DALLAS — The young boy looked up on his grandfather's wall and saw a jagged object. It looked dangerous and spoke of family secrets.
"I was old enough to know what they were," University of Texas at Dallas assistant professor Matt Bondurant says of the brass knuckles he spied at his granddad's house in Franklin County, Va. "I was scared to death of them, but I would pull a chair up and I would reach up and feel them."
Franklin County was a bootleg moonshine hotbed during Prohibition, immortalized in Bondurant's 2008 novel The Wettest County in the World. His grandfather and his great-uncles were major players in a brutal game — brutal enough to make those brass knuckles come in handy.
"It made clear to me that my grandfather grew up and lived in a world very much unlike my own," he says.
That world, and that enforcer's weapon, can now be viewed by all in Lawless. The new movie, starring Tom Hardy, Shia LaBeouf and Jessica Chastain, is based on Bondurant's book. Opening Wednesday, the film has given Bondurant further occasion to consider his ancestors' trade, a blood-and-booze-soaked business that no one liked to talk about when Bondurant was a swimming-obsessed kid growing up in Alexandria.
"There's a very clear, strong tradition: You don't talk about moonshining," Bondurant said after a recent preview screening in Dallas. "You don't bring it up. It could get you in a lot of trouble. You could get yourself hurt doing that."
And so Bondurant was left to wonder. He heard fragments and legends: about how his great-uncle Forrest (played by Hardy in the film) had his throat cut and claimed to have staggered 12 miles through a snowy night to the hospital. Or the one about the massive shootout in the midst of what came to be known as the Great Franklin County Moonshine Conspiracy of 1935. That one was written about in the newspapers, and court transcripts left a juicy paper trail as well — juicy enough to set Bondurant's imagination whirring.
He knew he didn't have enough concrete information to write a nonfiction account. But that was OK. He was already a fiction writer — his first novel, The Third Translation, was published in 2006. And what do novelists do? They fill in the gaps by making stuff up.
"As a fiction writer I realized the big, blank spaces were the fun parts," says Bondurant, 41, who teaches creative writing and literature. "That's where I get to create these big dramatic narratives that connect things together. It's a constellation of possibilities."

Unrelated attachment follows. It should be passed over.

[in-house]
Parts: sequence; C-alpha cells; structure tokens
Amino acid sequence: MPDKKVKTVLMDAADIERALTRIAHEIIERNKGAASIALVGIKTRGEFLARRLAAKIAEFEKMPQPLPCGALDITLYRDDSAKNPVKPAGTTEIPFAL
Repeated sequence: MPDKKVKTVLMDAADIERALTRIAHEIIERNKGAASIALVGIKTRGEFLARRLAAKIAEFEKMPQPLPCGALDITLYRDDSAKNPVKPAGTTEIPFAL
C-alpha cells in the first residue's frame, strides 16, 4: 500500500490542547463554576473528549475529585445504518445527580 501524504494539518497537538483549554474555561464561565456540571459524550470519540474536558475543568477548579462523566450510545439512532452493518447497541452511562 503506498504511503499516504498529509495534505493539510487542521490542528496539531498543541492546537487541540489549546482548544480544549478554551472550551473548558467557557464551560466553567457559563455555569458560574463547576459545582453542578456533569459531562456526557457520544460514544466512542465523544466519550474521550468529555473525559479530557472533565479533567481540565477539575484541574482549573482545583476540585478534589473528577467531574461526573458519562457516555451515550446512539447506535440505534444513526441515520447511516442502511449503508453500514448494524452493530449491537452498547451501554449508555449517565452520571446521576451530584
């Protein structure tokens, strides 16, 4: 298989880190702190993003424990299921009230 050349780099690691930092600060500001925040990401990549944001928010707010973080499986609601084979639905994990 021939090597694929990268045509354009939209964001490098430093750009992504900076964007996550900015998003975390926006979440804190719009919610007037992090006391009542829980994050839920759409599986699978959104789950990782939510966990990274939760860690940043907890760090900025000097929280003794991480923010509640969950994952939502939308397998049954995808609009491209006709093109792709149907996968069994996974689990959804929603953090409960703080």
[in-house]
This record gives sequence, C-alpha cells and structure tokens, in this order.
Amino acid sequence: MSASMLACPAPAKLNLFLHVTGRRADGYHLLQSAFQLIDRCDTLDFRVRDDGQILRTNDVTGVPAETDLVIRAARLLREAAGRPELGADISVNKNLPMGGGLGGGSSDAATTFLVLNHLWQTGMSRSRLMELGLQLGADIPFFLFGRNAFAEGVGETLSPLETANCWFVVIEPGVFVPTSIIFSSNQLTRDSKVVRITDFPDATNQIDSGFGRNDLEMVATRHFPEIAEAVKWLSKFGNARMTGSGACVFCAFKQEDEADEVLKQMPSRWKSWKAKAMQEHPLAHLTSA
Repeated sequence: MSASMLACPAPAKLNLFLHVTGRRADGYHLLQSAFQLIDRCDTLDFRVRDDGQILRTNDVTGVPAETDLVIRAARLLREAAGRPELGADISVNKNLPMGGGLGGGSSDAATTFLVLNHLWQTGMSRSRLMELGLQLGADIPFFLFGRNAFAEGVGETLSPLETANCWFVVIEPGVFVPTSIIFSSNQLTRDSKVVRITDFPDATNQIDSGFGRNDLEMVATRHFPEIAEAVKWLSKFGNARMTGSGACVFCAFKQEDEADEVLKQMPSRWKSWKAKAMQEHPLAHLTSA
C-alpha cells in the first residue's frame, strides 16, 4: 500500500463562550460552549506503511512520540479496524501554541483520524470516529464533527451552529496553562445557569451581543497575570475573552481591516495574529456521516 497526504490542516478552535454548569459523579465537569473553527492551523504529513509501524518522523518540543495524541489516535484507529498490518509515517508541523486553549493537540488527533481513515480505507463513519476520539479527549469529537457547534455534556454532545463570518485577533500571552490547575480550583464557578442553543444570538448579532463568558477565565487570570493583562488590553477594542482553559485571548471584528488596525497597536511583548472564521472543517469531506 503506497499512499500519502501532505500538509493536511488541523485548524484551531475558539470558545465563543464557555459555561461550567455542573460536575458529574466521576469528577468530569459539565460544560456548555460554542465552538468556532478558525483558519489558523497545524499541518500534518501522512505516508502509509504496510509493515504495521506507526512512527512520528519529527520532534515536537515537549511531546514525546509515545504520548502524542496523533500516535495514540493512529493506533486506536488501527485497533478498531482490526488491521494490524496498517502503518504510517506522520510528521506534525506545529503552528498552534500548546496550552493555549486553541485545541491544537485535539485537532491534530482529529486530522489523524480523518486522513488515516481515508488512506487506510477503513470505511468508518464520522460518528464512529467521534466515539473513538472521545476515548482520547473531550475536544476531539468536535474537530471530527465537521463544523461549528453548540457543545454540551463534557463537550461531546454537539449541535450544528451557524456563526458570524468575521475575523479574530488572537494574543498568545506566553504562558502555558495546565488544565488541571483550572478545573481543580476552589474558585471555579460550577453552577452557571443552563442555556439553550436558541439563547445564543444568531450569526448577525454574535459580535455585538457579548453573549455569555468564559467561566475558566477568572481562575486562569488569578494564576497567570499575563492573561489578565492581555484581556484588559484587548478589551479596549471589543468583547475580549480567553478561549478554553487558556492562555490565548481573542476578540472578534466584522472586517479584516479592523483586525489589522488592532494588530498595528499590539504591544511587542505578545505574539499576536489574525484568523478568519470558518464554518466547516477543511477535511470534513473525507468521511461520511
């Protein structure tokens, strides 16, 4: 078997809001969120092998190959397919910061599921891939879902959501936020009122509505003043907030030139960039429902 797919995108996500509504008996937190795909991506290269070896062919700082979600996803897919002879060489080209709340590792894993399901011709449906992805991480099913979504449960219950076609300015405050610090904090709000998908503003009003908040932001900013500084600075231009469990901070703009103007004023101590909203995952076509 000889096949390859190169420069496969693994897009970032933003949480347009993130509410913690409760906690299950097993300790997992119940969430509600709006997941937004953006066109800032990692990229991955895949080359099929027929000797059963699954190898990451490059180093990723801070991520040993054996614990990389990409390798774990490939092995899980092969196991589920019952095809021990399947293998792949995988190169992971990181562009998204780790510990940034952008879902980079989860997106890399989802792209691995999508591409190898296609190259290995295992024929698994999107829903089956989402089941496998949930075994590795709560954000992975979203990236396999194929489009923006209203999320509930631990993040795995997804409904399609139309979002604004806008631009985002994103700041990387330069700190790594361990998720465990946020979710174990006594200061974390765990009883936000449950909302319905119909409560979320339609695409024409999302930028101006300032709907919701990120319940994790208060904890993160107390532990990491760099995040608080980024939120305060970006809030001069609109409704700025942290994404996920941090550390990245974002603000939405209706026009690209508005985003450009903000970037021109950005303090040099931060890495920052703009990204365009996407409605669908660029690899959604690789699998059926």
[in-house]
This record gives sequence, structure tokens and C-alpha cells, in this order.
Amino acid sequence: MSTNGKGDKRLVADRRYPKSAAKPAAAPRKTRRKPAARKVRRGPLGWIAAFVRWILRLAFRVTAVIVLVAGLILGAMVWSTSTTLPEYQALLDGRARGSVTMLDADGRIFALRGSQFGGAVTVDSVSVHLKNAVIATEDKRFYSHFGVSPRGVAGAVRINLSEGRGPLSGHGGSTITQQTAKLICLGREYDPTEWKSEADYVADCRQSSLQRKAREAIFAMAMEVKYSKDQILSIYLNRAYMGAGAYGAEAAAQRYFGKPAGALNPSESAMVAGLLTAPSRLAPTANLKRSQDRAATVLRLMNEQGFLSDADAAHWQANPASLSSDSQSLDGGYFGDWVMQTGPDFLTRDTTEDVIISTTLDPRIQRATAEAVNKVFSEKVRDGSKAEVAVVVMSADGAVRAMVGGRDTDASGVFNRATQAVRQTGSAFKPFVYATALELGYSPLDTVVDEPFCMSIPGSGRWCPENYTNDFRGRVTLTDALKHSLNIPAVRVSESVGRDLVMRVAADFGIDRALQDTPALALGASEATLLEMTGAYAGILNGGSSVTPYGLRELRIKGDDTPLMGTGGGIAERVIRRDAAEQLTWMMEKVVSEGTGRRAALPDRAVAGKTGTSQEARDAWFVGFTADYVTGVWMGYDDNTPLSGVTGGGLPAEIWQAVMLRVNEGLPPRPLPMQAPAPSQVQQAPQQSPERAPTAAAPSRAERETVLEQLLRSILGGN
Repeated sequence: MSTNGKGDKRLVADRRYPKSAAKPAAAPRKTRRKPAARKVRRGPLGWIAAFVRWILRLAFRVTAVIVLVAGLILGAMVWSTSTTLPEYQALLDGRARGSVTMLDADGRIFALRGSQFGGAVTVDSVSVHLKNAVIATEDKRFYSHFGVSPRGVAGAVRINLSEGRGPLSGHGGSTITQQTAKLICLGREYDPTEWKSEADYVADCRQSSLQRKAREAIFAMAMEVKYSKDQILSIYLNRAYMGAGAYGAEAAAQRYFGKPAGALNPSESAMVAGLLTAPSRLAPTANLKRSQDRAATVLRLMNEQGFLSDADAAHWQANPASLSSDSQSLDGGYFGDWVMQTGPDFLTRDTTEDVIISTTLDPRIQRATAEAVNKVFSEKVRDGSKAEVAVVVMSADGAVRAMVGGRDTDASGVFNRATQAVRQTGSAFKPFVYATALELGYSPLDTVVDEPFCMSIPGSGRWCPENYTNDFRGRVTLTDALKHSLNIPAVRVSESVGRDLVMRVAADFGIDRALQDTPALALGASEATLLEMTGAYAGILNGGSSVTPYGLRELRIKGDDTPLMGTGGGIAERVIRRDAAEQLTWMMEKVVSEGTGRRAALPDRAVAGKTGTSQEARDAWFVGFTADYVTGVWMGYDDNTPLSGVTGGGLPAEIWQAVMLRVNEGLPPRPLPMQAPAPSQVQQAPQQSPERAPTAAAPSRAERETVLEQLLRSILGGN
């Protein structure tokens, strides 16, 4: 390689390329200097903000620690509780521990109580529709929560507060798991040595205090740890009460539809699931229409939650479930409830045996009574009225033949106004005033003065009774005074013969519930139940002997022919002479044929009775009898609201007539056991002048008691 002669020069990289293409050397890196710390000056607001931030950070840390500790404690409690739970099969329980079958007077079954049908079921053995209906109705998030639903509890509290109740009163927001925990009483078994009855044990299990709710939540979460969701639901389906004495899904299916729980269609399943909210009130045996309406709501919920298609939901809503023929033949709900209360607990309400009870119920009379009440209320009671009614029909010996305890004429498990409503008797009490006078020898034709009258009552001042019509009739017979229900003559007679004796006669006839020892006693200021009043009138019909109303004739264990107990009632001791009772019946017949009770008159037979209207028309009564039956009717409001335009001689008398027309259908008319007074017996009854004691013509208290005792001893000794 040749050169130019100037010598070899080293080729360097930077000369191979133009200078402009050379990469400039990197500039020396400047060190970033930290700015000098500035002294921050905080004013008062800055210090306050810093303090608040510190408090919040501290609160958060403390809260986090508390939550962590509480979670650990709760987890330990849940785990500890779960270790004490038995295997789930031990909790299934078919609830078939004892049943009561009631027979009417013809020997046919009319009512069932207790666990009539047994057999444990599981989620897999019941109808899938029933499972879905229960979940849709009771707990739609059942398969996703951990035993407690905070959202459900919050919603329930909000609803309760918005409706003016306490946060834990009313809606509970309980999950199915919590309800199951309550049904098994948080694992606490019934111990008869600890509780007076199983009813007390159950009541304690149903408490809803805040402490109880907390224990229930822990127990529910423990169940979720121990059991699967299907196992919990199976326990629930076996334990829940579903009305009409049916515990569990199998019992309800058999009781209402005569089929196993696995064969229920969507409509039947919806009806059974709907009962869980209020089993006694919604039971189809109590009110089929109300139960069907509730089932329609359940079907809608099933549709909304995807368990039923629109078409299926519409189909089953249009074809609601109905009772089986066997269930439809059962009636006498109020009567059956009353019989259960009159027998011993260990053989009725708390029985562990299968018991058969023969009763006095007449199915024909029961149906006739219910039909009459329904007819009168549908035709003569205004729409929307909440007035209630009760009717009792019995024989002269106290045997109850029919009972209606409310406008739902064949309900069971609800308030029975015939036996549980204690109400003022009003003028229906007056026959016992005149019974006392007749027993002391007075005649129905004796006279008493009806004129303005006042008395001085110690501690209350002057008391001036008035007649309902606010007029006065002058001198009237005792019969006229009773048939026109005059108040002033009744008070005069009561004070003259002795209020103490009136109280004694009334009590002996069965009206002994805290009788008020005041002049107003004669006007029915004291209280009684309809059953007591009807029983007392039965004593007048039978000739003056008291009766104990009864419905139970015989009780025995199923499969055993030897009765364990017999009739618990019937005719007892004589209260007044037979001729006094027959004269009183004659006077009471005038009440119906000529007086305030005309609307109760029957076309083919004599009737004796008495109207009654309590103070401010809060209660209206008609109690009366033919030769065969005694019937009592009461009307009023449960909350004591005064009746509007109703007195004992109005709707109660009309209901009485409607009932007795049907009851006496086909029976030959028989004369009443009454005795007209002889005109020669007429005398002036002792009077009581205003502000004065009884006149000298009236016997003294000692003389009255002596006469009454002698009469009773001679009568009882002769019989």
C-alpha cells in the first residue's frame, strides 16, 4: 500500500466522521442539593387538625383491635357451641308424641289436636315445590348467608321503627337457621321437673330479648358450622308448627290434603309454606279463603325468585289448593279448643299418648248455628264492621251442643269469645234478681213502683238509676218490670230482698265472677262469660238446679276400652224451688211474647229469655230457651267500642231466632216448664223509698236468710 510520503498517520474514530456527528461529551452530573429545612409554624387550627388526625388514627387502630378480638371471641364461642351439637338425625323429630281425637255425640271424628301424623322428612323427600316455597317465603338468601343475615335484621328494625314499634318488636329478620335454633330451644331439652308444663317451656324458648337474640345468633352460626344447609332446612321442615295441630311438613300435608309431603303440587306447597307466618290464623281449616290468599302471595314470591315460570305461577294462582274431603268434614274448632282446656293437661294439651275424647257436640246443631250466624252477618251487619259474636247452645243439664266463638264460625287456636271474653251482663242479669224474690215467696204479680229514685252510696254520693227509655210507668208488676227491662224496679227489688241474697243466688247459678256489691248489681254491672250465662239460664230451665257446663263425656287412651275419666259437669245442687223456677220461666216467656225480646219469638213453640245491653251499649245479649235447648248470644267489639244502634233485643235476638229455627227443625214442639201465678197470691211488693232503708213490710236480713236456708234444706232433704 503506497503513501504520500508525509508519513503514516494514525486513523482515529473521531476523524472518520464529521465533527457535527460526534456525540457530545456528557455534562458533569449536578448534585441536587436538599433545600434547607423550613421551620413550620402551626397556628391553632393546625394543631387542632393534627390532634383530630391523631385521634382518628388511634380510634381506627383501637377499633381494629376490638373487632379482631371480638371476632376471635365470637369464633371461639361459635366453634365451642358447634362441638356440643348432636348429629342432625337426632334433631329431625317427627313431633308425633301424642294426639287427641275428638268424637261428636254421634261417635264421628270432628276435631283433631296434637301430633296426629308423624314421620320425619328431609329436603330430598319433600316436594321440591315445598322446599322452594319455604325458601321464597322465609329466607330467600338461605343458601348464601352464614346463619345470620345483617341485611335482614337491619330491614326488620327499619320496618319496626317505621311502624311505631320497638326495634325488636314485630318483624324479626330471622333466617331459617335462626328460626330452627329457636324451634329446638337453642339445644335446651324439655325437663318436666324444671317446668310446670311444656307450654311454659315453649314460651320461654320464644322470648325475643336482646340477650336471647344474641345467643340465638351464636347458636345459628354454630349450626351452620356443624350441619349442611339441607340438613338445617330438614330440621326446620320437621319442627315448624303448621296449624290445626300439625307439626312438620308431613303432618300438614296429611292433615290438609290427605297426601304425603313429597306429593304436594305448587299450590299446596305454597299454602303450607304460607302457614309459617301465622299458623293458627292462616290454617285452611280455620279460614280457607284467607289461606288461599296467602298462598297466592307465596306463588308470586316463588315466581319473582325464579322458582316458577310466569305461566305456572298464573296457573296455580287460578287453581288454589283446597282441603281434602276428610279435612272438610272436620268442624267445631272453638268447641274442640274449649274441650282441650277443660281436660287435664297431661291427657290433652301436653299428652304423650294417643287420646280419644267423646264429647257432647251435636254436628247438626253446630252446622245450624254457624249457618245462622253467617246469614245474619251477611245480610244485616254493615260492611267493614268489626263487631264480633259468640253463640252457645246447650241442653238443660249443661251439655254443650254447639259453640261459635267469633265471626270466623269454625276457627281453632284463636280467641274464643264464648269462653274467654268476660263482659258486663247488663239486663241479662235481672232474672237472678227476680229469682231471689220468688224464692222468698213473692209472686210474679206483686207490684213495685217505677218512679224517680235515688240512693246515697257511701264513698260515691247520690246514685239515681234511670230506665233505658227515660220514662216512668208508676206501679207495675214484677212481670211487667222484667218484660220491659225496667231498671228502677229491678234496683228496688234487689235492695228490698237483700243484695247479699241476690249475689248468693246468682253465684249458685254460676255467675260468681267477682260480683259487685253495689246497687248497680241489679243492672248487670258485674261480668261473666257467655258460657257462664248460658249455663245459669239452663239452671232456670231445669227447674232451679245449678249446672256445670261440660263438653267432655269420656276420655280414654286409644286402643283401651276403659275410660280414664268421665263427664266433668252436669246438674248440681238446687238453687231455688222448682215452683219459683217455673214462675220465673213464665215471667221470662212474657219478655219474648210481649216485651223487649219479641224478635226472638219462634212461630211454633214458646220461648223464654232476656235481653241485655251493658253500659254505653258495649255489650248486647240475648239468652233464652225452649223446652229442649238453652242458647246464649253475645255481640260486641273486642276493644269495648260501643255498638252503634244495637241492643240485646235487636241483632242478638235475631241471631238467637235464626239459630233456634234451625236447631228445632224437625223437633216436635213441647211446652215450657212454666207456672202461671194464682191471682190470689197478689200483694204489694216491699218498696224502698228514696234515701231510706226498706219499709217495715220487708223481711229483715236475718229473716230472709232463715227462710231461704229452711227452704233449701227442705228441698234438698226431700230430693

Keeps you from getting hurt, too.
Now that constellation of possibilities has its biggest platform yet, with a young star (LaBeouf) filling the shoes of Bondurant's grandfather, Jack. Australian director John Hillcoat and screenwriter Nick Cave turn Wettest County into a sort of rural gangster movie, with the sounds of rat-a-tat machine guns, rickety old stills and Hardy's stoic Zen hillbilly mumbling.
But for Hillcoat, who also directed The Road and The Proposition, it all comes back to Bondurant's words.
"What a great writer," says Hillcoat by phone from Romania, where he's shooting, ironically, a whiskey commercial. "I loved the dialogue. I loved the way he illustrated the shock and the power and the scariness of the violence. But most of all I loved the way he explored the moral and philosophical consequences. That was all there in the book."
Lean and bespectacled, Bondurant doesn't look like a tough guy. Instead he looks like a swimmer, which brings us to his latest novel. The Night Swimmer, published earlier this year and now out in paperback, focuses on a woman who throws herself into open-water swimming and encounters trouble between warring tribes when she moves to coastal Ireland with her husband. (It's the rare novel written by a man in a first-person woman's voice.)
Bondurant grew up a competitive swimmer; he actually enrolled at the Division 1 swimming power West Virginia University before burning out on the sport and transferring to James Madison to pursue writing.
For Bondurant, the two disciplines are closely related.
"The skills and challenges of writing are a lot like swimming," he says. "It's a very isolated, discipline-based activity. When you're swimming, you have to spend large amounts of time inside your own head. There's sensory deprivation, like being underwater."
That's one way to get wet. And it's a lot safer than living by the brass knuckles.